You should also understand that a good steak can stand on its own; it doesn’t need to be bathed in sauce. Now, I like the flavor of A-1 as much as the next guy but save the A-1 for when you get cornered into eating something totally unpalatable such as when your host serves you scrapple with roasted Brussels sprouts. See: https://billtaylorcsp.wordpress.com/2015/05/17/internet-recipes-yech/. To mask the flavor of a good rib eye with a sauce is a sacrilege.

 

Following these tips will not make you a grilling expert, but at least you won’t stick out like a giraffe at a possum convention. Happy grill’n, ya’ll!





Professional Biotics

21 08 2018

I believe it was Winnie the Pooh who said, “Sometimes, I sits and thinks and sometimes, I just sits.”

 

Recently, I was sit’n and think’n and something occurred to me: are all biotics professionals? I was watching a movie and, for the umpteenth time during the movie, I saw a commercial about probiotics. It occurred to me to ask, where do probiotics come from? What I mean is, you never hear about amateur biotics. Why is that? Do biotics automatically turn pro when they sign up? Or, do they have a farm system, like in baseball, in which the not-ready-for-primetime players work to make it to the big leagues? Do they have a league like the NFL; or, since they independently eat their way through bad bacteria, do they belong to a group like the PGA? The PBA Tour (Professional Biotics Associatation Tour)? Do they have a union such as the Professional Biotics Players Association (PBPA)? And how does a biotic achieve professional status? Are they judged by the amount of bad bacteria they consume?  Just a few gut-wrenching questions about probiotics.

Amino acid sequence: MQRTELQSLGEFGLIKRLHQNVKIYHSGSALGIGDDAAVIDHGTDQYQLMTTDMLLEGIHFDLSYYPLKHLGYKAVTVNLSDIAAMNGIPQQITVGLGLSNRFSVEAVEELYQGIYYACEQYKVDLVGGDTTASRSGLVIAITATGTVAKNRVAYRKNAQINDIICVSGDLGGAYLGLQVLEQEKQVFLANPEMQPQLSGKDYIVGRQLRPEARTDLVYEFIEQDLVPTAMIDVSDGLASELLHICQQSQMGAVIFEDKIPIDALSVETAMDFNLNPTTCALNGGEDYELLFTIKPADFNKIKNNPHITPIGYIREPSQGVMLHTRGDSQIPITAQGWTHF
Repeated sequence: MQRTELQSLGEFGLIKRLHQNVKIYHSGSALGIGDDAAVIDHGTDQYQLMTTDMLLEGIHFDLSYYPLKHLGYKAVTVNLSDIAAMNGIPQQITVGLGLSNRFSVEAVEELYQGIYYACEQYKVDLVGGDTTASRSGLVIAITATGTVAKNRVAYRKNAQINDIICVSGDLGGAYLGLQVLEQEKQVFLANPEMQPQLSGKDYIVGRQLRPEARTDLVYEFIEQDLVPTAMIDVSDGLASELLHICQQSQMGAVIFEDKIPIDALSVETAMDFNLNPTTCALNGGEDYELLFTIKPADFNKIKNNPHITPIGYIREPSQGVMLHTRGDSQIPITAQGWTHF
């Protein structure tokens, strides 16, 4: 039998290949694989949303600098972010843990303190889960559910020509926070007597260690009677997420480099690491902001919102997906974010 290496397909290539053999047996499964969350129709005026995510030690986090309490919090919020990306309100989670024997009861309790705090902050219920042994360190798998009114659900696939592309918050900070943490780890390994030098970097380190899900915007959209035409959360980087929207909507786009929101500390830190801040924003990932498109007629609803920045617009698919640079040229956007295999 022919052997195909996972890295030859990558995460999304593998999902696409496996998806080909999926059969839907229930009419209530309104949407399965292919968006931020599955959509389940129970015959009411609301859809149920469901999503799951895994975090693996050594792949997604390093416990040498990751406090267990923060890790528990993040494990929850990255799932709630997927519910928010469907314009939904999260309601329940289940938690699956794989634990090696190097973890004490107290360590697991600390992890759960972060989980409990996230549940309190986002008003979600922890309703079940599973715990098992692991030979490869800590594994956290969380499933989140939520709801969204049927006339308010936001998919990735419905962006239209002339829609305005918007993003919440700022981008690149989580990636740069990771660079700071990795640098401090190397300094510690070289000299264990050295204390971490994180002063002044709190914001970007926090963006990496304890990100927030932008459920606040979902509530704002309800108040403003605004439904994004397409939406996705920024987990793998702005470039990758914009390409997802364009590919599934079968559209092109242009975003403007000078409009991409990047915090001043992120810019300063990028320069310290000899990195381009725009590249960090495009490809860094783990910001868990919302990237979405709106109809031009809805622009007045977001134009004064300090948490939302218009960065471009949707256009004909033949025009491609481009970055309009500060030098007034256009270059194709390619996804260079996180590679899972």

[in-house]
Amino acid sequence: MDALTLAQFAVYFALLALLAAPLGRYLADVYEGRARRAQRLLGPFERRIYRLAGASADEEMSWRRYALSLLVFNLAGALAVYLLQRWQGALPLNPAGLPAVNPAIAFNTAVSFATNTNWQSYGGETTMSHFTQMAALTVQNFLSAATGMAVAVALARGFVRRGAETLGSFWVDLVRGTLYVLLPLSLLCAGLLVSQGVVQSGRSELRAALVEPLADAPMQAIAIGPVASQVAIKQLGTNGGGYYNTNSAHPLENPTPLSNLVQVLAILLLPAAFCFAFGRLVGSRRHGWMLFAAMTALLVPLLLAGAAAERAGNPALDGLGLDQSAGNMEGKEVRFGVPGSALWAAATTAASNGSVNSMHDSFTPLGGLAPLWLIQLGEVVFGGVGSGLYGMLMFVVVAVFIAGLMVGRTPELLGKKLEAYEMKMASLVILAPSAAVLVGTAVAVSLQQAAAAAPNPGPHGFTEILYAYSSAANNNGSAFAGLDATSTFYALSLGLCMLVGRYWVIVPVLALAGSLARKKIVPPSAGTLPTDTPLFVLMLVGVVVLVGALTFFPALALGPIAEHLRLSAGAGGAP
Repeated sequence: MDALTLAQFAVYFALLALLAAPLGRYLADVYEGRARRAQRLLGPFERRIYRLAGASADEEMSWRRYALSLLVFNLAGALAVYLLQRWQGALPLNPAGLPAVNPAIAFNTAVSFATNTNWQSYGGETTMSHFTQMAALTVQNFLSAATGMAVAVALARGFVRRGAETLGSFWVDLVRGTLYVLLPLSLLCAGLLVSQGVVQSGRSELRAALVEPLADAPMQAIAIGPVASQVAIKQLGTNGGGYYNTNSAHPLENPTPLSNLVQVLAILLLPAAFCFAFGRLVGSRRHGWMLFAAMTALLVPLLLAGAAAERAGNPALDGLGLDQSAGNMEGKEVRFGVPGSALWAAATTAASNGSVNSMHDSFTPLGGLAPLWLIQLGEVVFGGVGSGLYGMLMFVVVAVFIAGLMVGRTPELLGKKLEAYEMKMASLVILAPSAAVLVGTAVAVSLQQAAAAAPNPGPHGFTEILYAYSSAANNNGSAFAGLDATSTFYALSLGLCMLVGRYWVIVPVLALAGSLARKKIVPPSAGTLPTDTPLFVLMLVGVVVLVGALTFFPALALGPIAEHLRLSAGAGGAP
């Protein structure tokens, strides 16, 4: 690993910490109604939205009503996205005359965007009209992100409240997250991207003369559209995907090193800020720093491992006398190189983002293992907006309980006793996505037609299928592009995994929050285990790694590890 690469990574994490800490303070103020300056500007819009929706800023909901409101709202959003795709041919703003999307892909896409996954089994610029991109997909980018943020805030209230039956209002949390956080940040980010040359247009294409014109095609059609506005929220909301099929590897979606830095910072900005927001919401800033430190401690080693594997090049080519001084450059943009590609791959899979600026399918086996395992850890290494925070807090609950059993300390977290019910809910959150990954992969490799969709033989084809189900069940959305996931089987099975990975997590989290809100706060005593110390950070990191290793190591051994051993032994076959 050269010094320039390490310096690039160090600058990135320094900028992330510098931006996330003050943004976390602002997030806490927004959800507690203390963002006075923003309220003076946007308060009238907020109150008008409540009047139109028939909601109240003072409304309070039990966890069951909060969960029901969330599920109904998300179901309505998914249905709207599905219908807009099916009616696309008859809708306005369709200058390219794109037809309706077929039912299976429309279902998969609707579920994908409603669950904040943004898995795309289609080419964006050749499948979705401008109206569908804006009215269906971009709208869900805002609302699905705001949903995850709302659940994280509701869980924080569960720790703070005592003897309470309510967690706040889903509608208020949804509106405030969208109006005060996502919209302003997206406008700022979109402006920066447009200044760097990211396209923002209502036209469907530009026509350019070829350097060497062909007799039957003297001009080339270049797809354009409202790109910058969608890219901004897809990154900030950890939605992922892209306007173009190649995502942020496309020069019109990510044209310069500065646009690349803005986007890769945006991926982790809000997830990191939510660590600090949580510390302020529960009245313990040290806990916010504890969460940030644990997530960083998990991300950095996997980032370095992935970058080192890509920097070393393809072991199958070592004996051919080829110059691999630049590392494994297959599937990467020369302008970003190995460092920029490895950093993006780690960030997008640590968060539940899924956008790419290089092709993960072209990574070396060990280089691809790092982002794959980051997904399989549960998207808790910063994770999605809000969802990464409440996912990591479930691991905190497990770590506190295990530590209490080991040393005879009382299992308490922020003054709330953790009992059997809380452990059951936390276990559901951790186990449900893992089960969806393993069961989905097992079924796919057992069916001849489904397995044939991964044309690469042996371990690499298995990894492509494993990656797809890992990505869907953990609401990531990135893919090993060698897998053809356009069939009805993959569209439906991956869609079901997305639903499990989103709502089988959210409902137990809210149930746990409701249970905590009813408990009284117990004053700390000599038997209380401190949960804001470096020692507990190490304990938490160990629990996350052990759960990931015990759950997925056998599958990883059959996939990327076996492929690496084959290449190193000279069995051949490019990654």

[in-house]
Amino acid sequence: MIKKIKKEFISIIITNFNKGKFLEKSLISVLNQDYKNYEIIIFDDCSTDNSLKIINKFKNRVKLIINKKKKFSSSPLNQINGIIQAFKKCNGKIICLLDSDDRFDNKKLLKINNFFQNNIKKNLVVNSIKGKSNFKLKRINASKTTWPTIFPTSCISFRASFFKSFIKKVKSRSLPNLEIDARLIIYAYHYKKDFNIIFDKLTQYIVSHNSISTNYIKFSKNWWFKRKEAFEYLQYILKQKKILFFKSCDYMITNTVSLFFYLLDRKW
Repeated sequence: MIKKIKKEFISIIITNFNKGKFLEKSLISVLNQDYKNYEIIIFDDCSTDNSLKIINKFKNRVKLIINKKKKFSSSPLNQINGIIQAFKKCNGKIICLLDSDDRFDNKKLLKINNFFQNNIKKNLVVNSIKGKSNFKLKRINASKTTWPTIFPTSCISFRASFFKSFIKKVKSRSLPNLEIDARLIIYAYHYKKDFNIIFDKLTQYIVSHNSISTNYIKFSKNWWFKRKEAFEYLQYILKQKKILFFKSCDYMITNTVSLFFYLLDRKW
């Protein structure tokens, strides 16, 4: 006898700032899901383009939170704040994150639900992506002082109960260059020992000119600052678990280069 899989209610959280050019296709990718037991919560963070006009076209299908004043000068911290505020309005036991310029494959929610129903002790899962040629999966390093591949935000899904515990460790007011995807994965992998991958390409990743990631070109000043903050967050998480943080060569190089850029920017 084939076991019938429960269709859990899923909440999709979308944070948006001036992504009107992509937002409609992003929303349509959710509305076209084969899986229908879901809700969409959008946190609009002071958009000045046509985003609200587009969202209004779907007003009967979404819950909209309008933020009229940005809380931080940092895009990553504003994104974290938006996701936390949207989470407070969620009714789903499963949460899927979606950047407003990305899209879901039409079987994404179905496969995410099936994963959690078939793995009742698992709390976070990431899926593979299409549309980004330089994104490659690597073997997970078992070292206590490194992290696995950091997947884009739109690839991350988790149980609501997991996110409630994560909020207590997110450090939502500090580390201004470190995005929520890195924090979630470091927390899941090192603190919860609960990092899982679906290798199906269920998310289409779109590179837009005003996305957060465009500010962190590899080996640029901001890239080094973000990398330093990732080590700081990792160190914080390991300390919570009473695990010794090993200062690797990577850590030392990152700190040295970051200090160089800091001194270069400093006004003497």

The Dog Convention

1 07 2018

Recently, my good friend, Bobby Long, posted the following poem on Facebook and I felt compelled to write a follow-up to give the story a proper ending.

 

The Dog Convention

There was a Great Dog Convention.

They came from near and far.

Some came on bicycles,

And some came in cars.

 

Y’know, before they could enter

Or even take a look,

They had to take their butts off

And hang it on a hook.

 

But before they even got seated,

(every mother, pup and sire),

An old dog hollered from the back,

“Run for your life. It’s a FIRE!”

 

The crowd of dogs began to panic

And nobody stopped to look,

They grabbed the very nearest butt

From the very nearest hook.

 

And this is why, even today,

A dog will drop a bone,

To sniff another dog’s butt,

To see if it’s his own.

(Author unknown)